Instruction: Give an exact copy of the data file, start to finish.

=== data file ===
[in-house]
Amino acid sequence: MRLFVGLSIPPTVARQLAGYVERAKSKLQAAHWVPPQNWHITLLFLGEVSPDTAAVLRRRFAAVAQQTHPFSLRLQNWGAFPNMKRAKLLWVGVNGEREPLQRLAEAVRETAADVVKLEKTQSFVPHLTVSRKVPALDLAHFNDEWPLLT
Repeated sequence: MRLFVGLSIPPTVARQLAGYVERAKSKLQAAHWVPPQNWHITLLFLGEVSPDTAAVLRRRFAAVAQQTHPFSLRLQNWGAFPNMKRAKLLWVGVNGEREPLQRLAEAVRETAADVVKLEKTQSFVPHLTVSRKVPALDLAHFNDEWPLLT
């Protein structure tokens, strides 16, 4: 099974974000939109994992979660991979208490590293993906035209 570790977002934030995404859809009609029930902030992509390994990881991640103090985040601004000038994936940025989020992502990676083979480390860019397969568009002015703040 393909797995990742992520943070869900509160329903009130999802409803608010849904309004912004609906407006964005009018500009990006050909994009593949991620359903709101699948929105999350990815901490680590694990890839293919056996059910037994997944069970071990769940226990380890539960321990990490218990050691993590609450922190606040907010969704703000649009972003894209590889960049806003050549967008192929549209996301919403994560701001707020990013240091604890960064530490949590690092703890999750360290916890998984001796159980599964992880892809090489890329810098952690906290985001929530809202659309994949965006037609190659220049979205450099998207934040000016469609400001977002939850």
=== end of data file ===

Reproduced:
[in-house]
Amino acid sequence: MRLFVGLSIPPTVARQLAGYVERAKSKLQAAHWVPPQNWHITLLFLGEVSPDTAAVLRRRFAAVAQQTHPFSLRLQNWGAFPNMKRAKLLWVGVNGEREPLQRLAEAVRETAADVVKLEKTQSFVPHLTVSRKVPALDLAHFNDEWPLLT
Repeated sequence: MRLFVGLSIPPTVARQLAGYVERAKSKLQAAHWVPPQNWHITLLFLGEVSPDTAAVLRRRFAAVAQQTHPFSLRLQNWGAFPNMKRAKLLWVGVNGEREPLQRLAEAVRETAADVVKLEKTQSFVPHLTVSRKVPALDLAHFNDEWPLLT
């Protein structure tokens, strides 16, 4: 099974974000939109994992979660991979208490590293993906035209 570790977002934030995404859809009609029930902030992509390994990881991640103090985040601004000038994936940025989020992502990676083979480390860019397969568009002015703040 393909797995990742992520943070869900509160329903009130999802409803608010849904309004912004609906407006964005009018500009990006050909994009593949991620359903709101699948929105999350990815901490680590694990890839293919056996059910037994997944069970071990769940226990380890539960321990990490218990050691993590609450922190606040907010969704703000649009972003894209590889960049806003050549967008192929549209996301919403994560701001707020990013240091604890960064530490949590690092703890999750360290916890998984001796159980599964992880892809090489890329810098952690906290985001929530809202659309994949965006037609190659220049979205450099998207934040000016469609400001977002939850």